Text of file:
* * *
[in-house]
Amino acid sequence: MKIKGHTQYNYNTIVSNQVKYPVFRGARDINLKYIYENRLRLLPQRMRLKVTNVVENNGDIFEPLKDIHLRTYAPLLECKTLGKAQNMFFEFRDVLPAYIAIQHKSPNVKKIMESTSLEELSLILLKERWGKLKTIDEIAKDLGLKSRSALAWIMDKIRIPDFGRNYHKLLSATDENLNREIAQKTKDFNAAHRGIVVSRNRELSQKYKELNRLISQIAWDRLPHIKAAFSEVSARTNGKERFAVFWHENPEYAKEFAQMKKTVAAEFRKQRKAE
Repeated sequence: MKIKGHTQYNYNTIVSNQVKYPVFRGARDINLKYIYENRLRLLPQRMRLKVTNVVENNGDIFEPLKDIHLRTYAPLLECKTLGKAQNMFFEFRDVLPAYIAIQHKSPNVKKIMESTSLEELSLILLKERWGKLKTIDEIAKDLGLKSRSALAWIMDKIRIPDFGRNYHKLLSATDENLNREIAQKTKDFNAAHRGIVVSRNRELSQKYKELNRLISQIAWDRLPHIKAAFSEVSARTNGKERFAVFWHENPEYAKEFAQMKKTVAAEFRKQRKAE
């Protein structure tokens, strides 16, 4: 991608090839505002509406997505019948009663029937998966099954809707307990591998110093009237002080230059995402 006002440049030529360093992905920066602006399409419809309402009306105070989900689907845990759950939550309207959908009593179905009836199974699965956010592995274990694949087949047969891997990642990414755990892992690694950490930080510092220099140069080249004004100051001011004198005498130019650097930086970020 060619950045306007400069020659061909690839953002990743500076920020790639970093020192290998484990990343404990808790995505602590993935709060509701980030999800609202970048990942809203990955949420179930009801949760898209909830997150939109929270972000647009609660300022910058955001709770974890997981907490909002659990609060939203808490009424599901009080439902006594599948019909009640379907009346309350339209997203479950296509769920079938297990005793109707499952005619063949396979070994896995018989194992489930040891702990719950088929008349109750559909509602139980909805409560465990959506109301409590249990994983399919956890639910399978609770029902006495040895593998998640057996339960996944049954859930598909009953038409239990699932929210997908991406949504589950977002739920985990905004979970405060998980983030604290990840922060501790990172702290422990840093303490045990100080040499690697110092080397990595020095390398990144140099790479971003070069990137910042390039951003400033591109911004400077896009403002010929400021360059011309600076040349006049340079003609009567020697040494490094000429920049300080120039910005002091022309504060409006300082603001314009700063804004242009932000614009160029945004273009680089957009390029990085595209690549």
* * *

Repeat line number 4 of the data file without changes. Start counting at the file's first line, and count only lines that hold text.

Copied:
């Protein structure tokens, strides 16, 4: 991608090839505002509406997505019948009663029937998966099954809707307990591998110093009237002080230059995402 006002440049030529360093992905920066602006399409419809309402009306105070989900689907845990759950939550309207959908009593179905009836199974699965956010592995274990694949087949047969891997990642990414755990892992690694950490930080510092220099140069080249004004100051001011004198005498130019650097930086970020 060619950045306007400069020659061909690839953002990743500076920020790639970093020192290998484990990343404990808790995505602590993935709060509701980030999800609202970048990942809203990955949420179930009801949760898209909830997150939109929270972000647009609660300022910058955001709770974890997981907490909002659990609060939203808490009424599901009080439902006594599948019909009640379907009346309350339209997203479950296509769920079938297990005793109707499952005619063949396979070994896995018989194992489930040891702990719950088929008349109750559909509602139980909805409560465990959506109301409590249990994983399919956890639910399978609770029902006495040895593998998640057996339960996944049954859930598909009953038409239990699932929210997908991406949504589950977002739920985990905004979970405060998980983030604290990840922060501790990172702290422990840093303490045990100080040499690697110092080397990595020095390398990144140099790479971003070069990137910042390039951003400033591109911004400077896009403002010929400021360059011309600076040349006049340079003609009567020697040494490094000429920049300080120039910005002091022309504060409006300082603001314009700063804004242009932000614009160029945004273009680089957009390029990085595209690549």